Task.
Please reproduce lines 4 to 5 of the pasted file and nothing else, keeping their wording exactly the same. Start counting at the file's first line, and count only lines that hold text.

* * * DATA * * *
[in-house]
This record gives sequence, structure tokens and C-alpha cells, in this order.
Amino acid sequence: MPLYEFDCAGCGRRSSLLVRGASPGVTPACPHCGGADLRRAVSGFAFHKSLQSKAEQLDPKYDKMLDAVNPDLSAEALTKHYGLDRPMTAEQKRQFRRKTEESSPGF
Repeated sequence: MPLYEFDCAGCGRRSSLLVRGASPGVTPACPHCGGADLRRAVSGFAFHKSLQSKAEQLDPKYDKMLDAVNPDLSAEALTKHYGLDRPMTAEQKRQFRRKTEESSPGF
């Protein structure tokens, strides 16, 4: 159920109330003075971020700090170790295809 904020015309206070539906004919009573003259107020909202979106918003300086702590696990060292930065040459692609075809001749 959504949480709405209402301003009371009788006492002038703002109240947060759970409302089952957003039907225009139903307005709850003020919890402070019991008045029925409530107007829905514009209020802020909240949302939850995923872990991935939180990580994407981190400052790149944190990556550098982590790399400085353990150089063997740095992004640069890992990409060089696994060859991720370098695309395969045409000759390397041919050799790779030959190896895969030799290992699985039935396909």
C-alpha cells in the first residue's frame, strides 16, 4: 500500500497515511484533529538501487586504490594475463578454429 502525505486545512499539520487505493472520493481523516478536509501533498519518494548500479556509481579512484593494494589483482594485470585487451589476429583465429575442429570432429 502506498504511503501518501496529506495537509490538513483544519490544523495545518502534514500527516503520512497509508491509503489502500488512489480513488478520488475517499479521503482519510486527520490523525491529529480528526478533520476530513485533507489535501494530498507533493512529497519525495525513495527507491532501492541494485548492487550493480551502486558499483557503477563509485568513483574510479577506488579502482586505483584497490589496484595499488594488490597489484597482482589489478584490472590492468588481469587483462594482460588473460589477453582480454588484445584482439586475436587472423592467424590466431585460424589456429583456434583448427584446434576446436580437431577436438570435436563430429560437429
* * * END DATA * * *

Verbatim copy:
Repeated sequence: MPLYEFDCAGCGRRSSLLVRGASPGVTPACPHCGGADLRRAVSGFAFHKSLQSKAEQLDPKYDKMLDAVNPDLSAEALTKHYGLDRPMTAEQKRQFRRKTEESSPGF
């Protein structure tokens, strides 16, 4: 159920109330003075971020700090170790295809 904020015309206070539906004919009573003259107020909202979106918003300086702590696990060292930065040459692609075809001749 959504949480709405209402301003009371009788006492002038703002109240947060759970409302089952957003039907225009139903307005709850003020919890402070019991008045029925409530107007829905514009209020802020909240949302939850995923872990991935939180990580994407981190400052790149944190990556550098982590790399400085353990150089063997740095992004640069890992990409060089696994060859991720370098695309395969045409000759390397041919050799790779030959190896895969030799290992699985039935396909």